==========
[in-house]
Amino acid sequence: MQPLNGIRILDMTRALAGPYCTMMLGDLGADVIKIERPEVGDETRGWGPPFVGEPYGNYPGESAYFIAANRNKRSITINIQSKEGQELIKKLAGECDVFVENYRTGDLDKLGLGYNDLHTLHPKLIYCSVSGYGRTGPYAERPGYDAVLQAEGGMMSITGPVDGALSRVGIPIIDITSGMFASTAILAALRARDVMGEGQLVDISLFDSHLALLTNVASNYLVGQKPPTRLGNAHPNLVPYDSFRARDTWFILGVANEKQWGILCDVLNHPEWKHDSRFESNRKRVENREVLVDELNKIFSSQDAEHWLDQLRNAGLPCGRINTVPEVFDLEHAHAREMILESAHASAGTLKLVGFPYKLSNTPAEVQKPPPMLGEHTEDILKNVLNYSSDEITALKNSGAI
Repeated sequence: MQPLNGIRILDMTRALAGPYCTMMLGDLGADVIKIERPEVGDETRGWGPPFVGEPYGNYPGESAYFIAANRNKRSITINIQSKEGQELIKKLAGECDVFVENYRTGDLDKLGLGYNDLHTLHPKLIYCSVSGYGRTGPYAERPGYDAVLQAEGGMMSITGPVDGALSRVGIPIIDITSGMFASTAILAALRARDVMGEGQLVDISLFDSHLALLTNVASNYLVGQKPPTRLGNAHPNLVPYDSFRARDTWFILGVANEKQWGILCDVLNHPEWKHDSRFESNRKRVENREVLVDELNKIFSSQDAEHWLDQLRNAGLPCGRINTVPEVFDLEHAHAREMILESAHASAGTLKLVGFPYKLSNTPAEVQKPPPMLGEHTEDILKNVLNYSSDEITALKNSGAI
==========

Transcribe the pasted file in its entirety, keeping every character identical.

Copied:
[in-house]
Amino acid sequence: MQPLNGIRILDMTRALAGPYCTMMLGDLGADVIKIERPEVGDETRGWGPPFVGEPYGNYPGESAYFIAANRNKRSITINIQSKEGQELIKKLAGECDVFVENYRTGDLDKLGLGYNDLHTLHPKLIYCSVSGYGRTGPYAERPGYDAVLQAEGGMMSITGPVDGALSRVGIPIIDITSGMFASTAILAALRARDVMGEGQLVDISLFDSHLALLTNVASNYLVGQKPPTRLGNAHPNLVPYDSFRARDTWFILGVANEKQWGILCDVLNHPEWKHDSRFESNRKRVENREVLVDELNKIFSSQDAEHWLDQLRNAGLPCGRINTVPEVFDLEHAHAREMILESAHASAGTLKLVGFPYKLSNTPAEVQKPPPMLGEHTEDILKNVLNYSSDEITALKNSGAI
Repeated sequence: MQPLNGIRILDMTRALAGPYCTMMLGDLGADVIKIERPEVGDETRGWGPPFVGEPYGNYPGESAYFIAANRNKRSITINIQSKEGQELIKKLAGECDVFVENYRTGDLDKLGLGYNDLHTLHPKLIYCSVSGYGRTGPYAERPGYDAVLQAEGGMMSITGPVDGALSRVGIPIIDITSGMFASTAILAALRARDVMGEGQLVDISLFDSHLALLTNVASNYLVGQKPPTRLGNAHPNLVPYDSFRARDTWFILGVANEKQWGILCDVLNHPEWKHDSRFESNRKRVENREVLVDELNKIFSSQDAEHWLDQLRNAGLPCGRINTVPEVFDLEHAHAREMILESAHASAGTLKLVGFPYKLSNTPAEVQKPPPMLGEHTEDILKNVLNYSSDEITALKNSGAI